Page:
A wrongful death is a legal action filed by the family of a person who dies due to another person’s wrongdoing or act of negligence. The main purpose of this lawsuit is to seek compensation for all the present and future losses that the family of the deceased are and will be subjected to. Compensation is supposed to cover funeral expenses, lost companionship and lost wages.

States classify losses or damages under the following categories: economic, non-economic and punitive. The specific items contained in each category differ among states, though.

a. Economic damages. These refer to all the financial contributions that the deceased would have provided to his or her family had he or she not died. Economic damages include: financial worth of the goods and services the deceased would have earned for his or her family; loss of possible inheritance; loss of the victim’s wages and other earnings; loss of the deceased victim’s financial benefits, such as pension plan; loss of possible medical coverage for victim’s family members; and, cost of medical treatment and funeral service.

b. Non-economic damages. These include the family’s non-material losses, such as: loss of love and companionship of the deceased; loss of the deceased victim’s care, guidance, nurturing and protection; loss of consortium with the deceased spouse; and, suffering, pain and mental anguish to be suffered by the family.

c. Punitive damages. This type of damages may include compensatory damages; however, in some states where this is not made available in wrongful death lawsuits, the awarding of treble damages, or triple damages, is made instead. Treble damages multiply the amount of actual damages to three. Awarding this type of damage falls on the discretion of the court, though, based on legally acceptable reasons. According to Cornell University, punitive damages are considered punishment and are awarded when the defendant’s behavior is found to be especially harmful.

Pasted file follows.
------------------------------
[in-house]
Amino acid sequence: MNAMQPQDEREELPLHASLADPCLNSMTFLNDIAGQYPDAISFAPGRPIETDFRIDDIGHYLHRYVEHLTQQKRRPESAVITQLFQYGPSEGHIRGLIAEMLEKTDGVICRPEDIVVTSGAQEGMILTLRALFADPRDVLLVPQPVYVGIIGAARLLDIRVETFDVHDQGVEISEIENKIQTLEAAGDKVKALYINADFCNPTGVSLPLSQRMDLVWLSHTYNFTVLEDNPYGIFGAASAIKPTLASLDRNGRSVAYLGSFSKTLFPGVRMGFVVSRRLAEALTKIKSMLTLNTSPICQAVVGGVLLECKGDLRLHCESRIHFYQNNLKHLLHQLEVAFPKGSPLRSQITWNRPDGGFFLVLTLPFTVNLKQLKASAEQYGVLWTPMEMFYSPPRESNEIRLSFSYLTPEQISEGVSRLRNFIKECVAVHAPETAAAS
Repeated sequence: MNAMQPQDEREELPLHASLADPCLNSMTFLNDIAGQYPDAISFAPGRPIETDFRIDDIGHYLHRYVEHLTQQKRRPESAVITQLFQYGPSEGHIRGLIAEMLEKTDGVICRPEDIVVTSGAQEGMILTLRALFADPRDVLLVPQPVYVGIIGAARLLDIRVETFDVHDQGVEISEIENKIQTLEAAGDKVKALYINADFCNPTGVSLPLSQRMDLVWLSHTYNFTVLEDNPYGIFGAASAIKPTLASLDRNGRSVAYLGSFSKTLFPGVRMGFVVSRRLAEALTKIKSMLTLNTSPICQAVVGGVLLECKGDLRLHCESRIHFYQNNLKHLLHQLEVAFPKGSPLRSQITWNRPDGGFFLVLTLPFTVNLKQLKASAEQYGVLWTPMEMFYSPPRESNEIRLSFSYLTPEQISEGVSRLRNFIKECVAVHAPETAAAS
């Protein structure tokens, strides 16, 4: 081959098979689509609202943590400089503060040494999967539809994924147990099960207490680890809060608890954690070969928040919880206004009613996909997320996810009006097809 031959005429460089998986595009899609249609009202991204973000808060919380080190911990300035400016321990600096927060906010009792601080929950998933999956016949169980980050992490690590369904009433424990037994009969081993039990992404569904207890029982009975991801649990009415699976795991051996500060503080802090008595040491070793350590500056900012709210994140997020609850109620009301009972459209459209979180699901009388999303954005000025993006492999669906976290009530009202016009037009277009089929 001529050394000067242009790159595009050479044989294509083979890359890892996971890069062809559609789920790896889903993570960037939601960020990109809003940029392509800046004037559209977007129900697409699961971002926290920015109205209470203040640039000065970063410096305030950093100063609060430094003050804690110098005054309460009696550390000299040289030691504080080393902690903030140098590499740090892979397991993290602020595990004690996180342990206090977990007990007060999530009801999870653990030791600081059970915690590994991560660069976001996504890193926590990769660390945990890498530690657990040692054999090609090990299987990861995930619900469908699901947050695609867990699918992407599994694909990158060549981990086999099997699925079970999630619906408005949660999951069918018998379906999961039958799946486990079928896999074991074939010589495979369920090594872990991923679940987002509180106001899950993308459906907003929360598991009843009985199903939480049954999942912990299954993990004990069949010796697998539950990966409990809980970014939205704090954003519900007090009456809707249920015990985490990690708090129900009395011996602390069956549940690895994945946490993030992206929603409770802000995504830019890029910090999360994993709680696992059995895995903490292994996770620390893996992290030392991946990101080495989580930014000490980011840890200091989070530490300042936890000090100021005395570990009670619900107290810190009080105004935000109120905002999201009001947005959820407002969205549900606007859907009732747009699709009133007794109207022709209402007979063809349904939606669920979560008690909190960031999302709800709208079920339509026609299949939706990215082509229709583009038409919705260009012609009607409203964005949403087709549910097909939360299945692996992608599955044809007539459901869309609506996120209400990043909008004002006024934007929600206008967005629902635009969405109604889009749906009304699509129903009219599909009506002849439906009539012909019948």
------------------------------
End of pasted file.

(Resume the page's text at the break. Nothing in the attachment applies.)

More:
Punitive damages are basically served on the liable individual to make him or her realize his or her erroneous act and to prevent him or her from committing such error again.

A negligent act, which is often the cause of wrongful death, can be committed by anyone: a driver, a construction worker, an office employee, a pilot, a doctor, etc. While it is true that the family of the deceased, according to the law firm Williams Kherkher, would rather choose to bring closure to the tragic event which has claimed the life of their loved one, it cannot do so until it has found justice and compensation for the damages and pains it has been made to unjustly suffer.